The show's staff walked Kelly through the process of finding out more about this man. Indeed, he was a soldier in the Union Army, was captured, and was sent to the infamous Andersonville POW camp where about one-third of the prisoners died. However, Isaiah Rose survived and eventually escaped from the prison. While trying to find his way back to Union forces, Rose was shot by a Union soldier who mistook him for a Confederate soldier. Rose eventually recovered, returned to Ohio, and served many years as a local sheriff. He later became a state senator in Ohio.
At the end of the show, Kelly Clarkson visited the grave of her great-great-great-grandfather and discovered many other family members buried nearby.
I rather liked this episode. I felt it displayed a better view of "real genealogy" than did most of the previous "Who Do You Think You Are?" shows. Kelly Clarkson started out as a typical genealogy neophyte: she knew nothing about her ancestry and not a great deal about American history. While the show was obviously scripted in advance and the tears did turn on at the precise moment for maximum dramatic effect, Kelly Clarkson was led step-by-step through the process of how to find information about one particular person, using a combination of online resources and on-site visits to view original records. The show also portrayed the reality of searching the known records of one person at a time, instead of the superficial "here is your entire family tree" displayed in many of the previous years' episodes.
Kelly Clarkson obviously did not do the research herself. Instead, it was spoon-fed to her by professionals who had thoroughly researched every bit of the information in advance. Nonetheless, the steps that were shown on television struck me as being correct. Not all of us have the resources of a multi-million dollar television program's staff to do the research for us. Yet I felt that the process shown was correct, whether performed by one person acting alone or by the entire staff of a professional research team. It wan't perfect, but I felt it was better than the previous years' episodes.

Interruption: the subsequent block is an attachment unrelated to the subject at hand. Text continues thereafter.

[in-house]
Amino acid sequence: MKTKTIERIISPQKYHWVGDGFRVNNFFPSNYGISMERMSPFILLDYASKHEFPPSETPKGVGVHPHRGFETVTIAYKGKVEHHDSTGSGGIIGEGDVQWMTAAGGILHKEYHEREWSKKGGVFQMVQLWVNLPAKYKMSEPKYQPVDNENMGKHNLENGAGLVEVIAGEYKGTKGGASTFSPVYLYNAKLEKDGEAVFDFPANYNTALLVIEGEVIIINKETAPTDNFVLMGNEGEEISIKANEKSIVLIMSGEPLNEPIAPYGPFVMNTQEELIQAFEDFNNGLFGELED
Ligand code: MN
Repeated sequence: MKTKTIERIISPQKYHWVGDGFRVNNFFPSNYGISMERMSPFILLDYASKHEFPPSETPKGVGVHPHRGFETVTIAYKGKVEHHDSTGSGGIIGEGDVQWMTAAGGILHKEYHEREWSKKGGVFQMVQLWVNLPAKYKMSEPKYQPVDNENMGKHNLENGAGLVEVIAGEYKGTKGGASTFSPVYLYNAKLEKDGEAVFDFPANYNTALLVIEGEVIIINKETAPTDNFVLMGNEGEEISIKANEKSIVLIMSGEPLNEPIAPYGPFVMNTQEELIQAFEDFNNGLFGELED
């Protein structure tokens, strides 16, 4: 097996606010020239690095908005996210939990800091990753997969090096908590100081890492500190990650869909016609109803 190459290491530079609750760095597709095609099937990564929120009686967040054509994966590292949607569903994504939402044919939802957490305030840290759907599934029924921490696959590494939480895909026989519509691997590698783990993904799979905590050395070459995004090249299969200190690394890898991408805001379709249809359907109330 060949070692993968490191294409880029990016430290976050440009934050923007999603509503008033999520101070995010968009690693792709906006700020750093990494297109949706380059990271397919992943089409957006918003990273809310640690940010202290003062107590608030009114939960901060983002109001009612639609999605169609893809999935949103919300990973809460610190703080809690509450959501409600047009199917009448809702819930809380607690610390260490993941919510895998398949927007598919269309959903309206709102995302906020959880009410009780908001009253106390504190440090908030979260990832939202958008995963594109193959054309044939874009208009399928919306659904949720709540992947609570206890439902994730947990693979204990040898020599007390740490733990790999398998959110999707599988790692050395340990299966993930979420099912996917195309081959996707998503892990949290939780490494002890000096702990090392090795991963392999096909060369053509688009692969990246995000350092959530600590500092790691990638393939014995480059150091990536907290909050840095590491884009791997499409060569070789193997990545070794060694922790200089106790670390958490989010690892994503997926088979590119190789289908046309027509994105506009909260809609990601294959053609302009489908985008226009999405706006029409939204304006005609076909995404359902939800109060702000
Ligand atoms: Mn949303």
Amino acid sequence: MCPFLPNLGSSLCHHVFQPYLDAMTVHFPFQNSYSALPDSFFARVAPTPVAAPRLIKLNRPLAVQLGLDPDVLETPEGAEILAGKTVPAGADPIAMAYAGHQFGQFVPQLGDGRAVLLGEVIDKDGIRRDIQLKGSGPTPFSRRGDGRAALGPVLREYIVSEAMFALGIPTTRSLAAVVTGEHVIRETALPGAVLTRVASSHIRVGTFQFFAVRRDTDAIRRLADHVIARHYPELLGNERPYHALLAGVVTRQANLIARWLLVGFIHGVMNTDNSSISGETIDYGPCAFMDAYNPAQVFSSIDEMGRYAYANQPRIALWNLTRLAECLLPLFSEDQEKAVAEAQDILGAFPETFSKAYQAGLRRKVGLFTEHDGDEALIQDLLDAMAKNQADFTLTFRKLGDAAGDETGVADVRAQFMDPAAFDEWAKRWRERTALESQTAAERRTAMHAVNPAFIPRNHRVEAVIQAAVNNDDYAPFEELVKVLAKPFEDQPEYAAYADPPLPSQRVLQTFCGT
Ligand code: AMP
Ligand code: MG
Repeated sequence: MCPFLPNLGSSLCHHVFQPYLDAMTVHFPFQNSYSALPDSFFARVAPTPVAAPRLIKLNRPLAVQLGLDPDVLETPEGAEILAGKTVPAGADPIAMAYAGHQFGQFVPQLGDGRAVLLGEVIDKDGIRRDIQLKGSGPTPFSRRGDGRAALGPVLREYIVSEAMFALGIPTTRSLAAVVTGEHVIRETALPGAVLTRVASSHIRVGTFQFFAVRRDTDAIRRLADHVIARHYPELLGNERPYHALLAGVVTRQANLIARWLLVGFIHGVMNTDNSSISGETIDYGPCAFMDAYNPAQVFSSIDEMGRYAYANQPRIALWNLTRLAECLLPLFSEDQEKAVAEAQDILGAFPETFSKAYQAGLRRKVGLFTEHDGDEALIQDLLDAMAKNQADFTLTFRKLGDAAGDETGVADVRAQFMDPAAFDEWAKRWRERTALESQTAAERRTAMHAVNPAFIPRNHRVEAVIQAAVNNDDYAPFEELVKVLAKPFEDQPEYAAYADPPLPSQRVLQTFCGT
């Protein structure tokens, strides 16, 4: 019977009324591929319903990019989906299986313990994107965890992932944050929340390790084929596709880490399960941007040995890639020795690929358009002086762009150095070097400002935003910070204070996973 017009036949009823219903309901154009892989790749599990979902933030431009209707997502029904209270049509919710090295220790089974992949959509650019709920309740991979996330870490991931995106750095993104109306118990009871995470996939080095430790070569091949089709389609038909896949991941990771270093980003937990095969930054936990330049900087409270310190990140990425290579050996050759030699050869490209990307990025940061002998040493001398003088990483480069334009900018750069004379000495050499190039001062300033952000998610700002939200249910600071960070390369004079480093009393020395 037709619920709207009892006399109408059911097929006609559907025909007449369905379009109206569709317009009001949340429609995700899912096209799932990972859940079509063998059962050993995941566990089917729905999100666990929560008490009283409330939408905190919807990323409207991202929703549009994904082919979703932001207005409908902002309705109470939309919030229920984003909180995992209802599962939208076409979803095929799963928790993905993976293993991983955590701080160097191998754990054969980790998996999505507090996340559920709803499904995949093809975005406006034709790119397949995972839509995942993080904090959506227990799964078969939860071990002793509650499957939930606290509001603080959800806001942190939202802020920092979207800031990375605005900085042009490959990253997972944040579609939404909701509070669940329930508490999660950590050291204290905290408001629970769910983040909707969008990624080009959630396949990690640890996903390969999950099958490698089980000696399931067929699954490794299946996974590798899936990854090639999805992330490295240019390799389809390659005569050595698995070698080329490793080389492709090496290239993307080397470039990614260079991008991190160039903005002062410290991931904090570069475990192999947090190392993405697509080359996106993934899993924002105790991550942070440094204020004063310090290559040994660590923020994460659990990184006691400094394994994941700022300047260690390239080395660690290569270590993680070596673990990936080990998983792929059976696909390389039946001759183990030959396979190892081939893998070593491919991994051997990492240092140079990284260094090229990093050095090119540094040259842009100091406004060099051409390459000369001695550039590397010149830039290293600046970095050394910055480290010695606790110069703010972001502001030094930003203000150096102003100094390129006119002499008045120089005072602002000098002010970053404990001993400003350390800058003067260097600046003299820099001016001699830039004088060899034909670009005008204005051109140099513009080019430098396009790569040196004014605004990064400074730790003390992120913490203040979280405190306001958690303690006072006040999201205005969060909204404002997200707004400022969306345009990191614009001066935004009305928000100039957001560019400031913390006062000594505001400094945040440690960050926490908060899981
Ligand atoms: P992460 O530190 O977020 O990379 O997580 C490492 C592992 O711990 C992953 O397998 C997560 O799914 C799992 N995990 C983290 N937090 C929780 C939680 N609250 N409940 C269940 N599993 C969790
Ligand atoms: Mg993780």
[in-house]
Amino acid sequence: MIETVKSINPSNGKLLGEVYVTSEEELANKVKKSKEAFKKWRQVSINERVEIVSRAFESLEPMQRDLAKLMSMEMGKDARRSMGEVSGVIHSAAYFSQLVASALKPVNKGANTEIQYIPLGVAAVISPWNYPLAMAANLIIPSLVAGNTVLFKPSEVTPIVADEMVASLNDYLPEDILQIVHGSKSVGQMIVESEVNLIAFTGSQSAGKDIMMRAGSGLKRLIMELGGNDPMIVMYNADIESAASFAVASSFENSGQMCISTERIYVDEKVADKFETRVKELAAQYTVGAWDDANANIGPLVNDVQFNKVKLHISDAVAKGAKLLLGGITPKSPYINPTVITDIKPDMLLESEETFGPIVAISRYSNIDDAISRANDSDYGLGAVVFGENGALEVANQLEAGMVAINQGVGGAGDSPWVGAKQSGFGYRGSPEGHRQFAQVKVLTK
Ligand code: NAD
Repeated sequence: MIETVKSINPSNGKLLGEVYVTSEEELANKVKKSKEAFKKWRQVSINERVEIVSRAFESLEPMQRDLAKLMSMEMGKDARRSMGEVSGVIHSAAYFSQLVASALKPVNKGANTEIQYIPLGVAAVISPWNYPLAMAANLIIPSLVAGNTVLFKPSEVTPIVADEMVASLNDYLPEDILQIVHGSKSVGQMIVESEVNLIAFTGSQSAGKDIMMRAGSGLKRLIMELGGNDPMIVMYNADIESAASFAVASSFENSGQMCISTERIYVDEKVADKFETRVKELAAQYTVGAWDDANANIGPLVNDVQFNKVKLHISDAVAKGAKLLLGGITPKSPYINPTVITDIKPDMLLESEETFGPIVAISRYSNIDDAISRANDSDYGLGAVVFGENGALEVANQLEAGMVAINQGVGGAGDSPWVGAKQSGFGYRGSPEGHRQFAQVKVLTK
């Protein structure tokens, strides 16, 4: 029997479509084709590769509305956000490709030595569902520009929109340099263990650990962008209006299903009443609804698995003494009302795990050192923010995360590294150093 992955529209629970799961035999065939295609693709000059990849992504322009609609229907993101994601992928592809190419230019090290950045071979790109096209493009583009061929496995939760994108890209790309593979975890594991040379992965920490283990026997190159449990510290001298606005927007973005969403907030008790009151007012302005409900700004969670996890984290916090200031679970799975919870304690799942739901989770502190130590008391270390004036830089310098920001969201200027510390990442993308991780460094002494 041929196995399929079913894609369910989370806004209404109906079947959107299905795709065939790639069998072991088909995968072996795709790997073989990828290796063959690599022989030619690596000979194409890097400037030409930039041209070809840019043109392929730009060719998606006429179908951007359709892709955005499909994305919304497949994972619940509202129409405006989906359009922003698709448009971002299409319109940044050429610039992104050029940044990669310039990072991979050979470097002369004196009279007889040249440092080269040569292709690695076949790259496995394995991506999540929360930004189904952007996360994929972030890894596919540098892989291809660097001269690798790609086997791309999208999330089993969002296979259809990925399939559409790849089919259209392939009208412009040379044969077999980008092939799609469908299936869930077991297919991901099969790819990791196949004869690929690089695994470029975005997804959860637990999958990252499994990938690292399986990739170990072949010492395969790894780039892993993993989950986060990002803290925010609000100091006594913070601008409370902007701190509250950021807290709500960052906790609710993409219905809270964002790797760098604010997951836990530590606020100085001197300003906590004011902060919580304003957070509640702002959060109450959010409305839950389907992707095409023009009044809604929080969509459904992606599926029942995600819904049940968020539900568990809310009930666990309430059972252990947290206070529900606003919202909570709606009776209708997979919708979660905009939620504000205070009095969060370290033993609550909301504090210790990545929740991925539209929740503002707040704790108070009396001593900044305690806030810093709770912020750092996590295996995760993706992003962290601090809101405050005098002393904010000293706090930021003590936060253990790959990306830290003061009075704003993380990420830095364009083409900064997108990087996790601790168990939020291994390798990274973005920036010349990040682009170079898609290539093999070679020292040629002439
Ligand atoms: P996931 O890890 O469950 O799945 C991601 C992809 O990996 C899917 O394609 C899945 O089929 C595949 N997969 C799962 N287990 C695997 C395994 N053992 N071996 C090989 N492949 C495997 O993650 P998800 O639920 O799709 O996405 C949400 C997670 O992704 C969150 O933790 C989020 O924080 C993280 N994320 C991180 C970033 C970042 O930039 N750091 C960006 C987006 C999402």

I wasn't able to watch the broadcast at the scheduled time but my VCR had been programmed to record it at the appointed hour. I watched it a few hours later. I must say that I enjoyed watching this "time shifted" program far more than I ever liked watching the previous episiodes at the scheduled times. By pressing buttons on the remote, I was able to quickly skip all the mind-numbing commercials and the ridiculous repeats of all the previously-found information that is shown immediately after every commercial break. Best of all, I was able to watch and enjoy all the significant events in this one-hour program in about 30 minutes!
From now on, I don't think I will ever watch "Who Do You Think You Are?" at its scheduled time. It is far more pleasant and entertaining to later watch only the significant parts of the program and skip all the fluff, saving 30 minutes in the process. I am now looking forward to next week's episode and plan to watch it only in the improved, "condensed" manner offered by a DVR.
The Kelly Clarkson episode of "Who Do You Think You Are?" will probably be available soon on the Internet on TLC.com or on Hulu.com or on some other online video service. If you missed this week's episode, you probably will soon find it online. As soon as I can find it, I will publish the address of this week's episode.
In the meantime, you can learn more on TLC.com at http://www.tlc.com/tv-shows/who-do-you-think-you-are/about-the-show/about-the-show.htm and also on dozens of other web sites by starting at http://goo.gl/dzKG85.
UPDATE: Who Do You Think You Are? Season 4, Episode 1, is now available online for $1.99 from Amazon at http://goo.gl/gUpQ0v, on otvseries.com at http://otvseries.com/category/who-do-you-think-you-are for a fee (only for Windows computers after downloading a special viewer), as well as on Xfinity.com, DishNetwork.com, and other web sites of several commercial cable and satellite television providers who restrict access to their own (paid) customers.